Technology Quarterly | Out with the old

Ageing bodies need to get rid of decrepit cells

Senolytics and cellular rejuvenation could hold the key

The outer wall of a cell exploding, revealing a new one inside.
image: Anuj Shrestha
Listen to this story.
Enjoy more audio and podcasts on iOS or Android.

In 1962 Leonard hayflick, then at the Wistar Institute in Philadelphia, now retired, made one of the most famous observations in the science of longevity: in laboratories, non-cancerous mammalian cells can reproduce themselves for only a fixed number of times before cell division ceases and they enter a state called senescence. For human cells, this Hayflick limit is 40-60.

Exceeding the Hayflick limit is not the only route to senescence; it can arise in other ways, too, including as a response to DNA damage. The body normally gets rid of these senescent cells either by triggering a genetic self-destruct sequence called apoptosis or by sending the immune system in to dismantle them. Both forms of housekeeping, though, become less efficient with age, allowing senescent cells to persist in a sort of zombie state that makes things difficult for the healthy cells around them.

James Kirkland of the Mayo Clinic, in Rochester, Minnesota, offers a daunting list of the things that go wrong in tissue where zombie cells accumulate. It includes inflammation, DNA damage, a form of tissue scarring known as fibrosis, disabling aggregations of protein and two of the hallmarks of ageing associated with problems in the MTORC1 nutrient-signalling pathway discussed in the previous article: poor proteostasis and damage to mitochondria. Experiments on mice suggest that senescent cells are involved in Alzheimer’s disease; other work suggests they play roles in diabetes, fibrosis of the lungs, osteoarthritis, osteoporosis and several diseases of the eye.

Dr Kirkland is, however, undaunted. For it was he who, in 2011, pioneered what has become an increasingly studied approach to the problem of cellular senescence. This is the development of drugs known as senolytics designed to kill senescent zombie cells.

His initial research discovered four already characterised molecules that looked promisingly senolytic: dasatinib, fisetin, navitoclax and quercetin. All four stimulate apoptosis, though not all by the same mechanism. They can all be taken orally and extend the lives of laboratory animals. Dasatinib is an anti-leukaemia drug available in America and Europe since 2006; navitoclax is currently in trials as a treatment for myelofibrosis, a bone-marrow cancer; quercetin (which is often added to dasatinib in cancer treatment) and fisetin, meanwhile, are natural substances that are found in fruits.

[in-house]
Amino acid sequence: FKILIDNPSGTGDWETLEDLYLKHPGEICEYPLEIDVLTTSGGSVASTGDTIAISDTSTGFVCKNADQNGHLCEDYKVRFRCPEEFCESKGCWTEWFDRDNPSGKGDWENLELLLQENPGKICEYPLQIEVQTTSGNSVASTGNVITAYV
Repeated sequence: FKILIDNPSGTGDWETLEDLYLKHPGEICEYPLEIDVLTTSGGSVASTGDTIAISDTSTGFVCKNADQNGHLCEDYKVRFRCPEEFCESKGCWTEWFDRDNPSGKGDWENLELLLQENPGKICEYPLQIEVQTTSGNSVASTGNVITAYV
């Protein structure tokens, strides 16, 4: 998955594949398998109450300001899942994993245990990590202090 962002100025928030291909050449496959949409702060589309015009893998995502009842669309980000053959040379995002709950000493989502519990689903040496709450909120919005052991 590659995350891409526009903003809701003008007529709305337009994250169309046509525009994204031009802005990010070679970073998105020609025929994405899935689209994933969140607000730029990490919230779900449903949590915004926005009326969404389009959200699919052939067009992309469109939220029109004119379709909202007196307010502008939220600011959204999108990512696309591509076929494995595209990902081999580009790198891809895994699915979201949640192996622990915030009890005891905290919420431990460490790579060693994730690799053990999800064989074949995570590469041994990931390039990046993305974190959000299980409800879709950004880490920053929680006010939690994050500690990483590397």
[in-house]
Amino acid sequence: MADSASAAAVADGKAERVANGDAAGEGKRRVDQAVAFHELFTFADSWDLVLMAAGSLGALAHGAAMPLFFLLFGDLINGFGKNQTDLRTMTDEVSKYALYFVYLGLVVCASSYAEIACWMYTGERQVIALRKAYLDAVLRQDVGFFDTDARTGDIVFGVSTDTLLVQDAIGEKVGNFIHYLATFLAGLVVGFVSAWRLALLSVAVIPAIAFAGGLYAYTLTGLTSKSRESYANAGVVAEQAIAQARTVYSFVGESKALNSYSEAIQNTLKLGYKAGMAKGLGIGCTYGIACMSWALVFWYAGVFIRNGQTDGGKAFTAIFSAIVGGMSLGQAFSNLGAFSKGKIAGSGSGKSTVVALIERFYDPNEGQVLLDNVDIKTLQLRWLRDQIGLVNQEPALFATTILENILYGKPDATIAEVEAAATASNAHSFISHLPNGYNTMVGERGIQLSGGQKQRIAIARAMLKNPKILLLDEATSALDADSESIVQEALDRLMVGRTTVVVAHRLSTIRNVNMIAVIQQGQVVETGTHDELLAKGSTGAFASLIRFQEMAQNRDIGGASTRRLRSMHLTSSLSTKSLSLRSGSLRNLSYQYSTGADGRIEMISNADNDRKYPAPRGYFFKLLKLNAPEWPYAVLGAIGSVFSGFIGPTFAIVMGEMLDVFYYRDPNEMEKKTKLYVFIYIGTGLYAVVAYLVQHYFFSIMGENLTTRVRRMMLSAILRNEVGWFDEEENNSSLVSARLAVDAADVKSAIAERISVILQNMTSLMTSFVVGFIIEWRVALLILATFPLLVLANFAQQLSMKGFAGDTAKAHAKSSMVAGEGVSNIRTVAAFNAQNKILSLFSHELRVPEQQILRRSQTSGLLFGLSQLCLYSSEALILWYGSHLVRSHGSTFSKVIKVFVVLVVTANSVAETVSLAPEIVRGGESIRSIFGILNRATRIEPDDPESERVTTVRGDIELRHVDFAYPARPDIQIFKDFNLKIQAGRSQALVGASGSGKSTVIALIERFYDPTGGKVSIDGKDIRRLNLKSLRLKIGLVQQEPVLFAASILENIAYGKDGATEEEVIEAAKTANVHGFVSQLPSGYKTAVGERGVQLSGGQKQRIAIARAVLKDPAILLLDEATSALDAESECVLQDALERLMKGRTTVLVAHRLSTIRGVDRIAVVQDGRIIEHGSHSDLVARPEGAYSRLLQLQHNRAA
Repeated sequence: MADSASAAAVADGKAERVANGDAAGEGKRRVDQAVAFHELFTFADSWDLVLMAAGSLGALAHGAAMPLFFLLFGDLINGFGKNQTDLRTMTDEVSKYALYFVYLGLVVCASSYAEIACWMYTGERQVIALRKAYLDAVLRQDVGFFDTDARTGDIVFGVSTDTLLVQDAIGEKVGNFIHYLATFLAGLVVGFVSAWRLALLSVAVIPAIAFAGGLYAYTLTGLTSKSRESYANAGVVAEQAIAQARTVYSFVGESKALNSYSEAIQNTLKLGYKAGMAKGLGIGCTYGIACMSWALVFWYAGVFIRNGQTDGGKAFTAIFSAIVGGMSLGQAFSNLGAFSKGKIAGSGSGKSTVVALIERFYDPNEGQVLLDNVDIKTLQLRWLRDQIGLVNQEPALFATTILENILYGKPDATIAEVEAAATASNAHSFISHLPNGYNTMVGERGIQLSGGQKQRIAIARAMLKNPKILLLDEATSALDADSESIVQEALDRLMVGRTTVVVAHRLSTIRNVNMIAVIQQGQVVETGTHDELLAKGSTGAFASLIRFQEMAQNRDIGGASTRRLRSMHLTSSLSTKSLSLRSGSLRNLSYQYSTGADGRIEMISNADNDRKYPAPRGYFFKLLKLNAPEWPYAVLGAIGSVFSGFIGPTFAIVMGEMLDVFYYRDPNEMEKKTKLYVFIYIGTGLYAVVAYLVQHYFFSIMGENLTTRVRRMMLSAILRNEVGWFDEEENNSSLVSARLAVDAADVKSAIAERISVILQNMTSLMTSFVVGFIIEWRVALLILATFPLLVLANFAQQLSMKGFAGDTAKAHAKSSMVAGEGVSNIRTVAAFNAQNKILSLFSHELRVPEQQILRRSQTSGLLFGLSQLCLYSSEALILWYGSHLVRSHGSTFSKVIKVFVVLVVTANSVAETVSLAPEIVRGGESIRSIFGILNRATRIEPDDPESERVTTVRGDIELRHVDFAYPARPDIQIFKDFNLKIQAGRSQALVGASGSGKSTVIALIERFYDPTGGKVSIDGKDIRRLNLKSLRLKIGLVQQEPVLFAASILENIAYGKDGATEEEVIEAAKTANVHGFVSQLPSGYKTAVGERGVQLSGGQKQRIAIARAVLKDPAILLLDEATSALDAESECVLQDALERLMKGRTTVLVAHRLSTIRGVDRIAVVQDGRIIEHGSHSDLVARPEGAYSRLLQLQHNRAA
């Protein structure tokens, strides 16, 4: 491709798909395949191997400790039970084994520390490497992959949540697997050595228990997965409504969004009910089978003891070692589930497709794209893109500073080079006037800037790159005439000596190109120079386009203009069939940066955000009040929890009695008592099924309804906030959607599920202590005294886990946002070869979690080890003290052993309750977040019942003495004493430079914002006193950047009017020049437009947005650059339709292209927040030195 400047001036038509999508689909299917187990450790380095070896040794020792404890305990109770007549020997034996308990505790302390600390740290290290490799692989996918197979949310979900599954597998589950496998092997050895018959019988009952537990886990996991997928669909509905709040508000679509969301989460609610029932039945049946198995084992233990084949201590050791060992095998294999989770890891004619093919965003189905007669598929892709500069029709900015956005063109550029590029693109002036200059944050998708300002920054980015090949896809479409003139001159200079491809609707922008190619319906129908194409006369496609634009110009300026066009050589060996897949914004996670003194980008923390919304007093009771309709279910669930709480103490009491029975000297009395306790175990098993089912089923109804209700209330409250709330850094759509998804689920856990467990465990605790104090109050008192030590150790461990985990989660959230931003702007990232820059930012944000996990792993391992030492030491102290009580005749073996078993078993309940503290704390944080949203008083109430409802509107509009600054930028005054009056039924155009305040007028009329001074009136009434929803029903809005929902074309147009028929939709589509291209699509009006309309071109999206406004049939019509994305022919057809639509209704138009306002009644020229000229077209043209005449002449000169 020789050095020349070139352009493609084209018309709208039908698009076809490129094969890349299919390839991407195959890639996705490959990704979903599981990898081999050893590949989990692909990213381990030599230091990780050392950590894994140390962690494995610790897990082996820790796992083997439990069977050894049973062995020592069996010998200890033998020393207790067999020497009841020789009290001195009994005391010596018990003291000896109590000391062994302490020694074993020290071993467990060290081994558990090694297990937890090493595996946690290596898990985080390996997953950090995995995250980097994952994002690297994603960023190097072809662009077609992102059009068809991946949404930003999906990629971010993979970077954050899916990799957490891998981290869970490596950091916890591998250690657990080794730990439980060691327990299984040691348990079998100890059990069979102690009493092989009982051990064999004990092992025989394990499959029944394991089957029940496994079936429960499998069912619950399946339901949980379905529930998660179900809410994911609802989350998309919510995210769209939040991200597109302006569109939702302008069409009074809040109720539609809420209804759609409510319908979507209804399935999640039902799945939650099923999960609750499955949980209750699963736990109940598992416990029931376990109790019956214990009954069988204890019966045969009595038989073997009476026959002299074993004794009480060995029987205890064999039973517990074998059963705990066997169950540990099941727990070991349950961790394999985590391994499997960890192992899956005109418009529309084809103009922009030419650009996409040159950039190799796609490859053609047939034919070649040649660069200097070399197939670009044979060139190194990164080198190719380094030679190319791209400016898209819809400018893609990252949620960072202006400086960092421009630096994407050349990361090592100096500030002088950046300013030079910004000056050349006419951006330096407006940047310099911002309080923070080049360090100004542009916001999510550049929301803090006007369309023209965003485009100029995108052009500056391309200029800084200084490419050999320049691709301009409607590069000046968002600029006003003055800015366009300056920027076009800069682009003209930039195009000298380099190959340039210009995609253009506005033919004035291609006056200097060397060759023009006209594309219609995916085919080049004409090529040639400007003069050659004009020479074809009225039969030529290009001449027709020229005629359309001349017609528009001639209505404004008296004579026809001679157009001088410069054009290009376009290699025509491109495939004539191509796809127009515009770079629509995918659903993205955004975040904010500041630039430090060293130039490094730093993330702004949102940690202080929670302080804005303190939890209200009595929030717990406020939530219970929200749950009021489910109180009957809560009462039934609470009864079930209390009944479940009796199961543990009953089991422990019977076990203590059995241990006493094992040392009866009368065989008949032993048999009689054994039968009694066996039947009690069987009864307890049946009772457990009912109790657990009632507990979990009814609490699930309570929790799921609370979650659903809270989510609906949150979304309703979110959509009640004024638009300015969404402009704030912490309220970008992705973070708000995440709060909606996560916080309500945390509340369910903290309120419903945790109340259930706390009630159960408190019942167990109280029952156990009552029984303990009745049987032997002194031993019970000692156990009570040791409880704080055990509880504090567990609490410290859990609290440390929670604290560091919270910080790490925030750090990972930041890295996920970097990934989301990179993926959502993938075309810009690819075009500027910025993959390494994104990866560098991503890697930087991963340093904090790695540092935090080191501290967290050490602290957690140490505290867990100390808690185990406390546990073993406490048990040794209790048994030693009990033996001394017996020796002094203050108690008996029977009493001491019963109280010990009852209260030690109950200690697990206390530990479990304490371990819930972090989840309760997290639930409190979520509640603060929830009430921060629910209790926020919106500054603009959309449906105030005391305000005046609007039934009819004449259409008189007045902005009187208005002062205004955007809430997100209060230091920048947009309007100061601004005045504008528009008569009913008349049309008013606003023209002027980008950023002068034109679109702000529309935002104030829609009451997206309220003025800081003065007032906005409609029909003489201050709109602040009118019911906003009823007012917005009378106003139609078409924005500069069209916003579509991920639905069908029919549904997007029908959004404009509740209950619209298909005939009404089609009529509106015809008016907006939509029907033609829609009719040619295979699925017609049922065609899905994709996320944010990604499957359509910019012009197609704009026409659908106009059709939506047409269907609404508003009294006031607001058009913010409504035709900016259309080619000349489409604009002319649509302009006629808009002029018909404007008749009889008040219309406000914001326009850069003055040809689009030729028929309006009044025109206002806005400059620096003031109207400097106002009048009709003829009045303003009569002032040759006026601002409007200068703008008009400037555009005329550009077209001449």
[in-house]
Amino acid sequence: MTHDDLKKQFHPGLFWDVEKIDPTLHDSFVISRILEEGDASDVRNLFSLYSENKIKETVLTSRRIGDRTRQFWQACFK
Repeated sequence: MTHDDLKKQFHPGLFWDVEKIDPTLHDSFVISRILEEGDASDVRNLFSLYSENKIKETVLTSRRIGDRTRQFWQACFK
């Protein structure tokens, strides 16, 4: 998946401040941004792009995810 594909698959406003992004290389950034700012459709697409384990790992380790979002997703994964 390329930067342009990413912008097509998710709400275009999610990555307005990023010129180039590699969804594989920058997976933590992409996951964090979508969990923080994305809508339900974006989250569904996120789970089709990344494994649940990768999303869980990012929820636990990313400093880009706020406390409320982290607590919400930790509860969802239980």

Dr Kirkland is one of the organisers of what is known as the Translational Geroscience Network. It has 14 centres across America and is running 81 clinical trials on compounds that could become drugs for age-related diseases, with the trials done in ways that seek to add to the understanding of ageing in general. About 30 of them are on potential senolytics, including three of the four on his original list. The idea, he says, is to conduct a lot of small trials in parallel, on different molecules and different target diseases. And, though he thinks there is only about a 25% chance of a successful senolytic drug emerging, he says that when he first started in the field he would have put the chances at 0.001%.

In 2020 a survey of the field by Nature, a journal, identified more than two dozen startups in the senolytic field. They use a broader range of approaches than those initially identified by Dr Kirkland. There are undoubtedly more companies, and more approaches, today. And there have already been disappointments. Unity Biotechnology of San Francisco, funded in early years by Jeff Bezos and Peter Thiel as well as the Longevity Fund, a venture-capital operation, went public in 2018 only to see its share price collapse by two-thirds two years later when early trials of a senolytic aimed at osteoarthritis disappointed.